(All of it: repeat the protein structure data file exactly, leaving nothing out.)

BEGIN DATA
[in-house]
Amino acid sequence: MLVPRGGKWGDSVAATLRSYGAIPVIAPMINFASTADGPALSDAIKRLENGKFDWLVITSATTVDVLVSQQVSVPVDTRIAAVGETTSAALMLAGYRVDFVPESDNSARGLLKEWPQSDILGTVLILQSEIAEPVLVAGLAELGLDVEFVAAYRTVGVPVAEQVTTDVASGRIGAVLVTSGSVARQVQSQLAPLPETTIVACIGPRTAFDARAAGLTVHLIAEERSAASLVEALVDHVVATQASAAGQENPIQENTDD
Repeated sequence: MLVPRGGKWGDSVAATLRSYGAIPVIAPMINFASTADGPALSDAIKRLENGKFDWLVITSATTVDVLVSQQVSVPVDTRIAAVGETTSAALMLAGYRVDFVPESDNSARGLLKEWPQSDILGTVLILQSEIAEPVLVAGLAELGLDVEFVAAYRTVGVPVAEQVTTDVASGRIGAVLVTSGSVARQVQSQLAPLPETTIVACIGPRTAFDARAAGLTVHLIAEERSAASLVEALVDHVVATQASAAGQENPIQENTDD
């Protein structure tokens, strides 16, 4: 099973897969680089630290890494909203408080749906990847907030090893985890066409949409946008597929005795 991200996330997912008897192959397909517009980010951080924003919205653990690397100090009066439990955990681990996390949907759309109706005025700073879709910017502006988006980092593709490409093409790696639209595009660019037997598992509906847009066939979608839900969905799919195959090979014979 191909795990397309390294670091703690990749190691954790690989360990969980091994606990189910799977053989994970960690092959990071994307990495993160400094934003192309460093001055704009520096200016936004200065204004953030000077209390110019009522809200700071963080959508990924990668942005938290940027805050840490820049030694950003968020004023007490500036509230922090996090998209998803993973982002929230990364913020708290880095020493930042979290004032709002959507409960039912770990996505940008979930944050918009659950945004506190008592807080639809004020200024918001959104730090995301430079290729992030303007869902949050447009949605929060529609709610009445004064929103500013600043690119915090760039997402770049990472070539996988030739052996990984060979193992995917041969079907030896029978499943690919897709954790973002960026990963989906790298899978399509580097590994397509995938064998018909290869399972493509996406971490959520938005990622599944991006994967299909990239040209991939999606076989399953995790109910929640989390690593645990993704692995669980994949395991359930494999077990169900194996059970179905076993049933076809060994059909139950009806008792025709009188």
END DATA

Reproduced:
[in-house]
Amino acid sequence: MLVPRGGKWGDSVAATLRSYGAIPVIAPMINFASTADGPALSDAIKRLENGKFDWLVITSATTVDVLVSQQVSVPVDTRIAAVGETTSAALMLAGYRVDFVPESDNSARGLLKEWPQSDILGTVLILQSEIAEPVLVAGLAELGLDVEFVAAYRTVGVPVAEQVTTDVASGRIGAVLVTSGSVARQVQSQLAPLPETTIVACIGPRTAFDARAAGLTVHLIAEERSAASLVEALVDHVVATQASAAGQENPIQENTDD
Repeated sequence: MLVPRGGKWGDSVAATLRSYGAIPVIAPMINFASTADGPALSDAIKRLENGKFDWLVITSATTVDVLVSQQVSVPVDTRIAAVGETTSAALMLAGYRVDFVPESDNSARGLLKEWPQSDILGTVLILQSEIAEPVLVAGLAELGLDVEFVAAYRTVGVPVAEQVTTDVASGRIGAVLVTSGSVARQVQSQLAPLPETTIVACIGPRTAFDARAAGLTVHLIAEERSAASLVEALVDHVVATQASAAGQENPIQENTDD
């Protein structure tokens, strides 16, 4: 099973897969680089630290890494909203408080749906990847907030090893985890066409949409946008597929005795 991200996330997912008897192959397909517009980010951080924003919205653990690397100090009066439990955990681990996390949907759309109706005025700073879709910017502006988006980092593709490409093409790696639209595009660019037997598992509906847009066939979608839900969905799919195959090979014979 191909795990397309390294670091703690990749190691954790690989360990969980091994606990189910799977053989994970960690092959990071994307990495993160400094934003192309460093001055704009520096200016936004200065204004953030000077209390110019009522809200700071963080959508990924990668942005938290940027805050840490820049030694950003968020004023007490500036509230922090996090998209998803993973982002929230990364913020708290880095020493930042979290004032709002959507409960039912770990996505940008979930944050918009659950945004506190008592807080639809004020200024918001959104730090995301430079290729992030303007869902949050447009949605929060529609709610009445004064929103500013600043690119915090760039997402770049990472070539996988030739052996990984060979193992995917041969079907030896029978499943690919897709954790973002960026990963989906790298899978399509580097590994397509995938064998018909290869399972493509996406971490959520938005990622599944991006994967299909990239040209991939999606076989399953995790109910929640989390690593645990993704692995669980994949395991359930494999077990169900194996059970179905076993049933076809060994059909139950009806008792025709009188």